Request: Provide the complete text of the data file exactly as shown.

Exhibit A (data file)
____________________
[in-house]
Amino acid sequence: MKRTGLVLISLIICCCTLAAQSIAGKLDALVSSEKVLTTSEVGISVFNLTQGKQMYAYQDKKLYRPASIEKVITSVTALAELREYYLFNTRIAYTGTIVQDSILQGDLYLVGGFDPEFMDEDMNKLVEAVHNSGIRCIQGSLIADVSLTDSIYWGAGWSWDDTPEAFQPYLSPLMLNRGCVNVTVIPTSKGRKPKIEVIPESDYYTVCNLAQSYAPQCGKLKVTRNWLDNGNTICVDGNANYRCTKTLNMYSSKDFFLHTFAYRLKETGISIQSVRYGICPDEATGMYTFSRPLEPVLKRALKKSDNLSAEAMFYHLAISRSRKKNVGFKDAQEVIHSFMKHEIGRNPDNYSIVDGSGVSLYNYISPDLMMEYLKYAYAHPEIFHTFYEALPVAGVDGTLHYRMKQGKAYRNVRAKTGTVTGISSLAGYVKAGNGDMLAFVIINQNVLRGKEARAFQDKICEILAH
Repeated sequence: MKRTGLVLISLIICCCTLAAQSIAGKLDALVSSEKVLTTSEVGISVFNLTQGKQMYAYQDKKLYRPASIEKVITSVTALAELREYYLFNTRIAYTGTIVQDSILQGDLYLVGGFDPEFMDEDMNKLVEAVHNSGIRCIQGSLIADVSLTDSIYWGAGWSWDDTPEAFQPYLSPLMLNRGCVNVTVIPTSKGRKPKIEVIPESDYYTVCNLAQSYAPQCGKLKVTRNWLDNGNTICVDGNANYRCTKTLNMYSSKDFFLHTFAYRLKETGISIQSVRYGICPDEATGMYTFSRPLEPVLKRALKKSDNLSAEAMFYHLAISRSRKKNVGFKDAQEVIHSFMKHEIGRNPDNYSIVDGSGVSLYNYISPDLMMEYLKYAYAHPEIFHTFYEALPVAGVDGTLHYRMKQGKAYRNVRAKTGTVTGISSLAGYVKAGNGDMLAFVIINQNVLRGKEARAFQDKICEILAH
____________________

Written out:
[in-house]
Amino acid sequence: MKRTGLVLISLIICCCTLAAQSIAGKLDALVSSEKVLTTSEVGISVFNLTQGKQMYAYQDKKLYRPASIEKVITSVTALAELREYYLFNTRIAYTGTIVQDSILQGDLYLVGGFDPEFMDEDMNKLVEAVHNSGIRCIQGSLIADVSLTDSIYWGAGWSWDDTPEAFQPYLSPLMLNRGCVNVTVIPTSKGRKPKIEVIPESDYYTVCNLAQSYAPQCGKLKVTRNWLDNGNTICVDGNANYRCTKTLNMYSSKDFFLHTFAYRLKETGISIQSVRYGICPDEATGMYTFSRPLEPVLKRALKKSDNLSAEAMFYHLAISRSRKKNVGFKDAQEVIHSFMKHEIGRNPDNYSIVDGSGVSLYNYISPDLMMEYLKYAYAHPEIFHTFYEALPVAGVDGTLHYRMKQGKAYRNVRAKTGTVTGISSLAGYVKAGNGDMLAFVIINQNVLRGKEARAFQDKICEILAH
Repeated sequence: MKRTGLVLISLIICCCTLAAQSIAGKLDALVSSEKVLTTSEVGISVFNLTQGKQMYAYQDKKLYRPASIEKVITSVTALAELREYYLFNTRIAYTGTIVQDSILQGDLYLVGGFDPEFMDEDMNKLVEAVHNSGIRCIQGSLIADVSLTDSIYWGAGWSWDDTPEAFQPYLSPLMLNRGCVNVTVIPTSKGRKPKIEVIPESDYYTVCNLAQSYAPQCGKLKVTRNWLDNGNTICVDGNANYRCTKTLNMYSSKDFFLHTFAYRLKETGISIQSVRYGICPDEATGMYTFSRPLEPVLKRALKKSDNLSAEAMFYHLAISRSRKKNVGFKDAQEVIHSFMKHEIGRNPDNYSIVDGSGVSLYNYISPDLMMEYLKYAYAHPEIFHTFYEALPVAGVDGTLHYRMKQGKAYRNVRAKTGTVTGISSLAGYVKAGNGDMLAFVIINQNVLRGKEARAFQDKICEILAH